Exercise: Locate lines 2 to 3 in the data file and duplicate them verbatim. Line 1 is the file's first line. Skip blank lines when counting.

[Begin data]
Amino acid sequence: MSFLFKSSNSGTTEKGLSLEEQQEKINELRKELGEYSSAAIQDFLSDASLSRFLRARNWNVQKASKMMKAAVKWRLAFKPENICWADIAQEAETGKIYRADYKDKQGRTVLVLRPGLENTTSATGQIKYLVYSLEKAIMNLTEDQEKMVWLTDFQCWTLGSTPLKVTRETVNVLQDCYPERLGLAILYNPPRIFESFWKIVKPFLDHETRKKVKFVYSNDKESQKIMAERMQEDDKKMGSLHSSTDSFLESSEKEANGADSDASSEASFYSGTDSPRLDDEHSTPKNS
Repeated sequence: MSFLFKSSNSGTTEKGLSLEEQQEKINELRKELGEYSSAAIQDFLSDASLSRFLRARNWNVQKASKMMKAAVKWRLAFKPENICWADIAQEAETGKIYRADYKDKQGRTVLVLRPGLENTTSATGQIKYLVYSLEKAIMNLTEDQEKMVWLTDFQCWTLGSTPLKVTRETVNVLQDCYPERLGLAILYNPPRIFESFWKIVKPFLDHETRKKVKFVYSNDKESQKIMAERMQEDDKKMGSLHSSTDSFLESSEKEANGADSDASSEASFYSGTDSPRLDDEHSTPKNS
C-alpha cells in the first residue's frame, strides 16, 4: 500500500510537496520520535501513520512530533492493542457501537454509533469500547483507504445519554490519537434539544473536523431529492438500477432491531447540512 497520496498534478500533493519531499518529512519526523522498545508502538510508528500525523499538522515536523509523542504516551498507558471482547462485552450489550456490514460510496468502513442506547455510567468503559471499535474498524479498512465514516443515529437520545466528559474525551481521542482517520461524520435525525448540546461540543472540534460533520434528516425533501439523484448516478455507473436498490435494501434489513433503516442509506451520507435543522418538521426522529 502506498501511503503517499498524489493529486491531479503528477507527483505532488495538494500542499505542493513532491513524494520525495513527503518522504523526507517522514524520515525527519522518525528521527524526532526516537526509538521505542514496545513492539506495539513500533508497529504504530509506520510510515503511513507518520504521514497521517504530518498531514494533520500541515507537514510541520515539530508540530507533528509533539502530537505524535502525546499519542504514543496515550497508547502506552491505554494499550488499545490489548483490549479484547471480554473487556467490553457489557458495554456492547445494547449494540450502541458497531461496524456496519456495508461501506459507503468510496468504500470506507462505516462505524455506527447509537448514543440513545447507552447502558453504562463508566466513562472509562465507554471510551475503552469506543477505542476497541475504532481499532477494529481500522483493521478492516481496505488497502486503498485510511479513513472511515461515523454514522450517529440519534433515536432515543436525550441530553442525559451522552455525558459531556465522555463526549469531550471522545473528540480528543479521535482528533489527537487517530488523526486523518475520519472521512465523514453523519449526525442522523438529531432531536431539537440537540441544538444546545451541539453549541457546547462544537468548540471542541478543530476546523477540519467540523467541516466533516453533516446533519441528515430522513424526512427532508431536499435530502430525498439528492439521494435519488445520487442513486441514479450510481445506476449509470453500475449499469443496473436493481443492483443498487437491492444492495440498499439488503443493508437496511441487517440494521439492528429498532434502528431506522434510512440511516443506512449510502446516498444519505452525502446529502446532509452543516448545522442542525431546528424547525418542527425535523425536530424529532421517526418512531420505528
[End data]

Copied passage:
Repeated sequence: MSFLFKSSNSGTTEKGLSLEEQQEKINELRKELGEYSSAAIQDFLSDASLSRFLRARNWNVQKASKMMKAAVKWRLAFKPENICWADIAQEAETGKIYRADYKDKQGRTVLVLRPGLENTTSATGQIKYLVYSLEKAIMNLTEDQEKMVWLTDFQCWTLGSTPLKVTRETVNVLQDCYPERLGLAILYNPPRIFESFWKIVKPFLDHETRKKVKFVYSNDKESQKIMAERMQEDDKKMGSLHSSTDSFLESSEKEANGADSDASSEASFYSGTDSPRLDDEHSTPKNS
C-alpha cells in the first residue's frame, strides 16, 4: 500500500510537496520520535501513520512530533492493542457501537454509533469500547483507504445519554490519537434539544473536523431529492438500477432491531447540512 497520496498534478500533493519531499518529512519526523522498545508502538510508528500525523499538522515536523509523542504516551498507558471482547462485552450489550456490514460510496468502513442506547455510567468503559471499535474498524479498512465514516443515529437520545466528559474525551481521542482517520461524520435525525448540546461540543472540534460533520434528516425533501439523484448516478455507473436498490435494501434489513433503516442509506451520507435543522418538521426522529 502506498501511503503517499498524489493529486491531479503528477507527483505532488495538494500542499505542493513532491513524494520525495513527503518522504523526507517522514524520515525527519522518525528521527524526532526516537526509538521505542514496545513492539506495539513500533508497529504504530509506520510510515503511513507518520504521514497521517504530518498531514494533520500541515507537514510541520515539530508540530507533528509533539502530537505524535502525546499519542504514543496515550497508547502506552491505554494499550488499545490489548483490549479484547471480554473487556467490553457489557458495554456492547445494547449494540450502541458497531461496524456496519456495508461501506459507503468510496468504500470506507462505516462505524455506527447509537448514543440513545447507552447502558453504562463508566466513562472509562465507554471510551475503552469506543477505542476497541475504532481499532477494529481500522483493521478492516481496505488497502486503498485510511479513513472511515461515523454514522450517529440519534433515536432515543436525550441530553442525559451522552455525558459531556465522555463526549469531550471522545473528540480528543479521535482528533489527537487517530488523526486523518475520519472521512465523514453523519449526525442522523438529531432531536431539537440537540441544538444546545451541539453549541457546547462544537468548540471542541478543530476546523477540519467540523467541516466533516453533516446533519441528515430522513424526512427532508431536499435530502430525498439528492439521494435519488445520487442513486441514479450510481445506476449509470453500475449499469443496473436493481443492483443498487437491492444492495440498499439488503443493508437496511441487517440494521439492528429498532434502528431506522434510512440511516443506512449510502446516498444519505452525502446529502446532509452543516448545522442542525431546528424547525418542527425535523425536530424529532421517526418512531420505528